The mental form of echolalia. Those affected will hear the last few words spoken by another echoed in their minds. Echo’ also happens with music or any other sound heard. Echo’ appears to be a very common mental tic.
The mental form of coprolalia. Copro’ is immeasurably less disruptive than coprolalia. The thinking of socially unacceptable phrases is mildly frustrating (worse when combined with pali’), but often sparks worries of a progression to coprolalia. Sometimes copro’ can only be controlled by a motor tic of the mouth. Sometimes copro’ is classed as part of coprolalia.
The mental form of Palilalia. The repetition of one’s own conscious thoughts or spoken words. Pali’ can make reasoning and coherent conscious thought difficult. It can grab hold of a phrase or single word and repeat it many times before you can move on to complete the sentence, then take you back to the beginning and make you rephrase the sentence using different stresses.
Counting, listing, or reciting
Similar to having a tune stuck in your head and being unable to get it out. In this mental tic the tune will usually be completely stuck, but for some people, there is one way to get it out; if you mentally sing the song all the way through, with rests, major accompaniment etc. it will stop playing. But you have to get it exactly correct – one small mistake and your brain takes you right back to the start. A lot of people get tunes stuck in their head, but this is an obsessional need to take it all the way through. This tic also happens for poems or lists such as numbers, letters, colours or a repeating string of nonsense words. A person may need to count, for example in twos to two hundred, putting exactly the same emphasis on each number and mentally saying each number the same distance apart.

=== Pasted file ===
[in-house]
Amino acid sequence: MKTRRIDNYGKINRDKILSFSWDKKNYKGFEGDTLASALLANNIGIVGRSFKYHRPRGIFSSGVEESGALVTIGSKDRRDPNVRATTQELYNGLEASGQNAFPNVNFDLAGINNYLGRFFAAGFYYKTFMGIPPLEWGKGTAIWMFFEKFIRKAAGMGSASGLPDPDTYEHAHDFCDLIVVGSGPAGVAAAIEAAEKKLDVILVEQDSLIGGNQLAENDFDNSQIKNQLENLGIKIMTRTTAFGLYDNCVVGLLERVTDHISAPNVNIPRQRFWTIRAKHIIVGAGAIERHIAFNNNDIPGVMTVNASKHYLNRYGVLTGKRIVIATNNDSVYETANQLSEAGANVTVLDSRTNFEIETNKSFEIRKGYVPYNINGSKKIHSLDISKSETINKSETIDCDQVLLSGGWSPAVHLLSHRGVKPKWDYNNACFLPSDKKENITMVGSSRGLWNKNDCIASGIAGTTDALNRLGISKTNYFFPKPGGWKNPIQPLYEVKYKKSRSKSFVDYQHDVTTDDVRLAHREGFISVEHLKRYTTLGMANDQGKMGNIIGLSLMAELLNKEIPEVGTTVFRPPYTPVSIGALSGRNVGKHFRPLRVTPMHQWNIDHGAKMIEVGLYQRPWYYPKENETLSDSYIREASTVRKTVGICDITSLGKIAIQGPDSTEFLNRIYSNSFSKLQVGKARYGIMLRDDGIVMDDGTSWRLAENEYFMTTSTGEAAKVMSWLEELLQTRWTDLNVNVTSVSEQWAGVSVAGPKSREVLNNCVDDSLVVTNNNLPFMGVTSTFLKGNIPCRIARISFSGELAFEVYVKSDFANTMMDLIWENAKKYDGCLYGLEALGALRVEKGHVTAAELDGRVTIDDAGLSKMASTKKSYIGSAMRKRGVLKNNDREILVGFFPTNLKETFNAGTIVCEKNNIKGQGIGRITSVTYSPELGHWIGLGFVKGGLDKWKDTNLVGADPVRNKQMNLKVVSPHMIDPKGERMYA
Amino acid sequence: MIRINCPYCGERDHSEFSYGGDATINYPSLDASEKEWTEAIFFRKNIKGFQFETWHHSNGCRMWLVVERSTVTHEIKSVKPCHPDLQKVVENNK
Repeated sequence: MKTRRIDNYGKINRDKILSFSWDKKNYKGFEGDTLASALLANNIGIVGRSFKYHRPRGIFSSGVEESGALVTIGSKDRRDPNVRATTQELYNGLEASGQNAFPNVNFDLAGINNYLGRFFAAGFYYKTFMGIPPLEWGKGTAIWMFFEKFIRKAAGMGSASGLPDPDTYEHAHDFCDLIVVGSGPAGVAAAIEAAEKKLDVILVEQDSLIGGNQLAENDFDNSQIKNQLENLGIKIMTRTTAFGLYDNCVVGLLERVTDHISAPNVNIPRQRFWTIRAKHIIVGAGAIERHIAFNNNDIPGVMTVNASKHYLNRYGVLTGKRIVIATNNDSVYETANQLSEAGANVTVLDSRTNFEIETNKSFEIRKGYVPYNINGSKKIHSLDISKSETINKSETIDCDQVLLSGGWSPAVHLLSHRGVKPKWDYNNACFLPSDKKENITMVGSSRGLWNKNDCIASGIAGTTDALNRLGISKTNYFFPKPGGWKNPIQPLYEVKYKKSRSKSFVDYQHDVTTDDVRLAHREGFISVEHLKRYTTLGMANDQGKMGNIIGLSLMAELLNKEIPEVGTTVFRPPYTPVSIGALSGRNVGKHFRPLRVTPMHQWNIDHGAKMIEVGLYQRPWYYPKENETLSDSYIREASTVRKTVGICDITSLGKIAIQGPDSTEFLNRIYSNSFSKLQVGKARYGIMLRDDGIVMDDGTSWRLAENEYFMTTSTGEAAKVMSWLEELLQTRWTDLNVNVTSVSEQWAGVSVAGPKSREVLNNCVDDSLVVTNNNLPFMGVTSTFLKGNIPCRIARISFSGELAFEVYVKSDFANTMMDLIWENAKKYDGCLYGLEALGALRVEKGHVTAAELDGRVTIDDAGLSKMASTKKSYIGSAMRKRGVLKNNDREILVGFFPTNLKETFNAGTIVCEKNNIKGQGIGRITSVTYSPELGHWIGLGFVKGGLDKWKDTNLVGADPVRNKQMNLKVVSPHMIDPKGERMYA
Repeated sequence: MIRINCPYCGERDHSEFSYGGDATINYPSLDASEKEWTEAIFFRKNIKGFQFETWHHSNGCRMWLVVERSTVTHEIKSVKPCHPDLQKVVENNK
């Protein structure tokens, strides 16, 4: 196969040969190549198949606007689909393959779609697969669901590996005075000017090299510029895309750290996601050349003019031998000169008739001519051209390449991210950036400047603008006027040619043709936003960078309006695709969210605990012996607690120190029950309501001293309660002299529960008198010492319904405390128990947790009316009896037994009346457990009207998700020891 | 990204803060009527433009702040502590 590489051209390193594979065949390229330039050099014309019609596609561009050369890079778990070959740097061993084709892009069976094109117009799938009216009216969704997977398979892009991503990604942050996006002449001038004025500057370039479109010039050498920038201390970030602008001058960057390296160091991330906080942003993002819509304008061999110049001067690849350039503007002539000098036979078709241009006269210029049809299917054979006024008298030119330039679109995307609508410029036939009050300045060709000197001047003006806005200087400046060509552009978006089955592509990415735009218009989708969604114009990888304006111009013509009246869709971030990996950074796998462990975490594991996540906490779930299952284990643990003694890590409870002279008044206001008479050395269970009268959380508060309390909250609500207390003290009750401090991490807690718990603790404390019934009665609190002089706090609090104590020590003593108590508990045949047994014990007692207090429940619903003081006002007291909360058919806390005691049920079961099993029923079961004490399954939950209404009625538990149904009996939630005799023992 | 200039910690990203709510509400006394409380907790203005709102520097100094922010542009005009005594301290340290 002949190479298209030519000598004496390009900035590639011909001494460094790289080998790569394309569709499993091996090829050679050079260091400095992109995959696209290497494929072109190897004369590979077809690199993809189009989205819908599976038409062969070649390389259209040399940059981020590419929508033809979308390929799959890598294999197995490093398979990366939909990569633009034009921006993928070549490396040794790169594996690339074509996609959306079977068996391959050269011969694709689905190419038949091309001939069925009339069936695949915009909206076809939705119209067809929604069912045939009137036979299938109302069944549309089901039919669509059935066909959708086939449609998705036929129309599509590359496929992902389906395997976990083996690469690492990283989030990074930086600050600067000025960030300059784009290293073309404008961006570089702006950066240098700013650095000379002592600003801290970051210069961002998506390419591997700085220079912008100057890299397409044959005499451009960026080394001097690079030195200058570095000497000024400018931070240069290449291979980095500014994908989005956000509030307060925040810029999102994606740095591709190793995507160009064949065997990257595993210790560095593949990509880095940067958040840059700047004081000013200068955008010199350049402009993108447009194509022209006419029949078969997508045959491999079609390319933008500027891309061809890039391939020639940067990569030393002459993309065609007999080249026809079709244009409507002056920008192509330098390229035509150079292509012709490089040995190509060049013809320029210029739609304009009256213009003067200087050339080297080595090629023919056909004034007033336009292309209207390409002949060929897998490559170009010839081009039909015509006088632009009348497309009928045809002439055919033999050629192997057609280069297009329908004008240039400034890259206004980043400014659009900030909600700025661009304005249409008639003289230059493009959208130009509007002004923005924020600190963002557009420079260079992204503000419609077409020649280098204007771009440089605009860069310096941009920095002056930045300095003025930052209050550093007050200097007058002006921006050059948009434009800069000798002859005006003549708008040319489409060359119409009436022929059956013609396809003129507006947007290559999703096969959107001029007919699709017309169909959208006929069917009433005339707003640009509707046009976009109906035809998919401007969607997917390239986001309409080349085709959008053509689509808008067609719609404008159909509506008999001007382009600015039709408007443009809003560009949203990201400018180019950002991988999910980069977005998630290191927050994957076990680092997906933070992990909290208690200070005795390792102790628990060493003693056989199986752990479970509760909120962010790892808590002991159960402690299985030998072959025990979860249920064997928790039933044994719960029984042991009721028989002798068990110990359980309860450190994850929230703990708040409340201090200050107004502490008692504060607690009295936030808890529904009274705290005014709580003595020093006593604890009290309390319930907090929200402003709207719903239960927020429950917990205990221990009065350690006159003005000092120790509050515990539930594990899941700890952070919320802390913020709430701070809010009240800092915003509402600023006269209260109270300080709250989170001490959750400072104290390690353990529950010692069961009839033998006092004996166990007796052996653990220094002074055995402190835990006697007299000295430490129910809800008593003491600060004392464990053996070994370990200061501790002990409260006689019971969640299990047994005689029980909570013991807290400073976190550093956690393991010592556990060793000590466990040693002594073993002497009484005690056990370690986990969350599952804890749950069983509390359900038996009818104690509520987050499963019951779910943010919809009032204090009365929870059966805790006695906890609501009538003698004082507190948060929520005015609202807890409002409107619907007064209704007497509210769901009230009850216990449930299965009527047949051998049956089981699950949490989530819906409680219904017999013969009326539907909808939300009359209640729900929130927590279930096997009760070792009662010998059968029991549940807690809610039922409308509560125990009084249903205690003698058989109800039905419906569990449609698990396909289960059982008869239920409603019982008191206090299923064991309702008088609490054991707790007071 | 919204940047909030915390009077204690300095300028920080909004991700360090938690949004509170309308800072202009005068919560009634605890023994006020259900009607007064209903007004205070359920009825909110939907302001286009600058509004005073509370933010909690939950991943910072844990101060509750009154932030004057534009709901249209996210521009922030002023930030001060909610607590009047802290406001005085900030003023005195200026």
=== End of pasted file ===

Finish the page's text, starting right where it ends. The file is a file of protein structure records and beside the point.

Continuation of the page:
All tics have a sensory stimulus that triggers the need to tic, like an itch. In mental manipulations the stimulus is in a discreet area (like a ball) but is not on a part of the body, it is floating through the air. The mind has control (within certain limitations) over the movement of this “ball of itchiness”. Sometimes the need is to guide the “ball” through a specific pattern. Other times the “ball” is already moving, say in a circle or swinging like a pendulum, and the object is to stop the movement. It’s not as easy as it sounds; it’s like trying to stop a grandfather clock’s pendulum by tilting the clock from side to side. Another tic is when you need to push the “ball” away from the body in a straight line.
Breathing tics are any sudden, rapid, recurrent, stereotyped control of breath. They are sometimes classed as vocal tics.
Examples of breathing tics:
When the person hears someone else breathing loudly, or there is a strong rhythmic sound (e.g. the bass in pop music) their lungs get confused and they must consciously match the beat with their own breathing in order to breathe comfortably.
Holding of breath with another tic